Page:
The End of Iraq: How American Incompetence Created a War Without End is a thorough account of America's war on Iraq and the consequences of this military involvement. Alan Sklar's performance accentuates the gravity of the subject. Sklar's sober tone and the steadiness of his voice make it easy for the audience to trust the content presented herein. In The End of Iraq Galbraith examines the factions within Iraq's population and explains how these divisions impede America's exit from the region. This is a well-researched and engaging audio, full of essential information for Americans interested in foreign policy.
George W. Bush broke up Iraq when he ordered its invasion in 2003. The United States not only removed Saddam Hussein, it also smashed and later dissolved the institutions by which Iraq's Sunni Arab minority ruled the country: its army, its security services, and the Baath Party. With these institutions gone and irreplaceable, the basis of an Iraqi state has disappeared.
The End of Iraq describes the administration's strategic miscalculations behind the war as well as the blunders of the American occupation. There was the failure to understand the intensity of the ethnic and religious divisions in Iraq. This was followed by incoherent and inconsistent strategies for governing, the failure to spend money for reconstruction, the misguided effort to create a national army and police, and then the turning over of the country's management to Republican political loyalists rather than qualified professionals. As a matter of morality, Peter W. Galbraith writes, the Kurds of Iraq are no less entitled to independence than are Lithuanians, Croatians, or Palestinians. And if the country's majority Shiites want to run their own affairs, or even have their own state, on what democratic principle should they be denied?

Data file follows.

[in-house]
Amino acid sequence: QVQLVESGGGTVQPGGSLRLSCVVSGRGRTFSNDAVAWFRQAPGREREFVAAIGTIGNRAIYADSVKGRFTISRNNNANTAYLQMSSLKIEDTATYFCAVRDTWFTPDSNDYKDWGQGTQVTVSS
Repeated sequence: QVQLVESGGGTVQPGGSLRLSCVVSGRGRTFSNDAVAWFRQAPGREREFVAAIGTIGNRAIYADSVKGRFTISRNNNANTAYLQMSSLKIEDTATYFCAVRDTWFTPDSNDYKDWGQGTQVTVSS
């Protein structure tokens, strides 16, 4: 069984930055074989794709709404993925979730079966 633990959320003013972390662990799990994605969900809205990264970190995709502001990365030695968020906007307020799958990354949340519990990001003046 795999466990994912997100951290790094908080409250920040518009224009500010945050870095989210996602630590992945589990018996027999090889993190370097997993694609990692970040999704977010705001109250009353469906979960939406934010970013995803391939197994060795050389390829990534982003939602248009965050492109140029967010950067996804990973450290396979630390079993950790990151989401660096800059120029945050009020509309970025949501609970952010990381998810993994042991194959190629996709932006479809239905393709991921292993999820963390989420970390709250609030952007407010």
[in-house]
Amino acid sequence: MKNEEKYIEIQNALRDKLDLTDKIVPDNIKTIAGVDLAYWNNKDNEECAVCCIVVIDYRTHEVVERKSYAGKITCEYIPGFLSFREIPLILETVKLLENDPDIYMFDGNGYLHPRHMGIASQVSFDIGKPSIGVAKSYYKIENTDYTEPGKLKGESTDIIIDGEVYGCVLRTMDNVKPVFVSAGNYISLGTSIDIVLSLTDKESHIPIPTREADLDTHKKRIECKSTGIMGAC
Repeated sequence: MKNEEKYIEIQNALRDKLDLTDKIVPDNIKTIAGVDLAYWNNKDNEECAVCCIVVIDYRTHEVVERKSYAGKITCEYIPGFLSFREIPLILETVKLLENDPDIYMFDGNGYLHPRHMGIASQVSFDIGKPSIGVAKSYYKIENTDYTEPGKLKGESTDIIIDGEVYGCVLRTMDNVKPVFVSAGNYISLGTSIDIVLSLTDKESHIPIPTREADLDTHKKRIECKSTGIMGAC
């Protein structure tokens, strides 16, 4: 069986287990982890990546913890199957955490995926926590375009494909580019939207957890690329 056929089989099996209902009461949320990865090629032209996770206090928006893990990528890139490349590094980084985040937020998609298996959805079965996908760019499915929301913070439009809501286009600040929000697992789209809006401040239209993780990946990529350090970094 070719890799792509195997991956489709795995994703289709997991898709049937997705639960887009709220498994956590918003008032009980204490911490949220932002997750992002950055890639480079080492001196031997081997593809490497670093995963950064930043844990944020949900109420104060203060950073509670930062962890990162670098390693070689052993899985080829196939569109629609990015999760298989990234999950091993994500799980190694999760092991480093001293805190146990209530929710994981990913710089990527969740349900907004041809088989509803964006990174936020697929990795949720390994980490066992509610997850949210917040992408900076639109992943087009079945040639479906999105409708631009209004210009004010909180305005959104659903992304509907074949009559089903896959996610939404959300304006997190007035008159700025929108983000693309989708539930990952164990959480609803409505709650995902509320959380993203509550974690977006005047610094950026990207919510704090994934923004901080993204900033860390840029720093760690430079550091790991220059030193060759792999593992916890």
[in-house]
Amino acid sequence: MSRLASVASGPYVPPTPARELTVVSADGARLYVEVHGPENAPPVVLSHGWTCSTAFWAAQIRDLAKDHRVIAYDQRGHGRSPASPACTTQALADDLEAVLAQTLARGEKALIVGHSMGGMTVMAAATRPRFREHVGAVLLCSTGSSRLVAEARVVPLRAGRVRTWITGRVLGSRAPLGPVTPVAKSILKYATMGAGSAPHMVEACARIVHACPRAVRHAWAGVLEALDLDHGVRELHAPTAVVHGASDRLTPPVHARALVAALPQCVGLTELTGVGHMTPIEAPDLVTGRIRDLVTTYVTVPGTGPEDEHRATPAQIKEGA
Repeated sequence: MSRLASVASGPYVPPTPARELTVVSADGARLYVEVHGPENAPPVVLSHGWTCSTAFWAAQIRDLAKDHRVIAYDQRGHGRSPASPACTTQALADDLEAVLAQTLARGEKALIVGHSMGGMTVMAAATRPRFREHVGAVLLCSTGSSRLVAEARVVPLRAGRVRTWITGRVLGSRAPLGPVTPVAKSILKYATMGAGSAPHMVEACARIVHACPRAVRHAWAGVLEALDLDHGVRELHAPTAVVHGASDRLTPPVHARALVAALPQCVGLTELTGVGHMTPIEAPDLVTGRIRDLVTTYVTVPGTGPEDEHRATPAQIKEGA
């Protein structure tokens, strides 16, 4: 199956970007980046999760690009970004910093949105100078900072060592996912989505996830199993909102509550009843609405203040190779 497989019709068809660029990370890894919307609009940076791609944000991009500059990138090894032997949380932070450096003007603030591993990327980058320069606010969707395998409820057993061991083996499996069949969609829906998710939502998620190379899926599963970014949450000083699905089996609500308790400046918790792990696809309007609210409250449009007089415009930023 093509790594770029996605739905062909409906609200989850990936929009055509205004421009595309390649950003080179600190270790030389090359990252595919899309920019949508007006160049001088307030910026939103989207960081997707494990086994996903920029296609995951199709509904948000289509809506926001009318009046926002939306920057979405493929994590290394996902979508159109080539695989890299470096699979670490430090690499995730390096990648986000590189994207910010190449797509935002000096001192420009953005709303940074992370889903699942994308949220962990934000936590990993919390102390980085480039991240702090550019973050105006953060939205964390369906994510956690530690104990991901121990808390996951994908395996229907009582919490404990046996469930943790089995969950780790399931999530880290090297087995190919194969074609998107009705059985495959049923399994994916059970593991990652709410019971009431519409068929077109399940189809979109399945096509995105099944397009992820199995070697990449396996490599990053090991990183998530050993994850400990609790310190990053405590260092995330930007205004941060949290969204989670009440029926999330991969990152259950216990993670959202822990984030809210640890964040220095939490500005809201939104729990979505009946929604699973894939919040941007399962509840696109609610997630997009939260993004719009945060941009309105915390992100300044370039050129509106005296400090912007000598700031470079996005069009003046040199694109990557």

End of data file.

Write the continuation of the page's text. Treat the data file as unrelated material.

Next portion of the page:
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Very interesting contemporary Historial analysis
I enjoyed this volume tremendously. The author made a very convincing case and detailed outline of how and why the Republican plans for Iraq never succeeded from the outset. The book however, degenerated from contemporary history to a polemnical memoir, which is a pitfall for all contemporary histories, the event has yet to condense. I enjoyed this book nonetheless, the author is very knowledgeable about the political, historical and ethnic dynamic in Iraq.
7 people found this helpful
Reap what you sow, chaos begets chaos
Currently sitting in Baghdad, Iraq with my platoon of Soldiers, I began wondering the deeper, non-personal reasons why I was in my current situation. The title to this book is no lie, as seen by the endless stream of nauseating facts laid out by Peter Galbraith. Every sentence leaves you wishing the book would end sooner, not because of lack of literary talent, but simply due to the almost criminal decisions being made by our leadership. Although not much for a plot, be prepared to be pummeled with well-organized facts describing how each decision led to an outcome, reshaped the battlefield, and was followed by another disastrous decision. Stepping away from the always biased media, Peter Galbraith gives the first complete, organized, intelligent, behind the political scenes view of where this country is, how it got there, and where it is heading. This book is a must read for Soldiers, politicians, and any citizen who is wondering where 23% of America's budget goes every year.
3 people found this helpful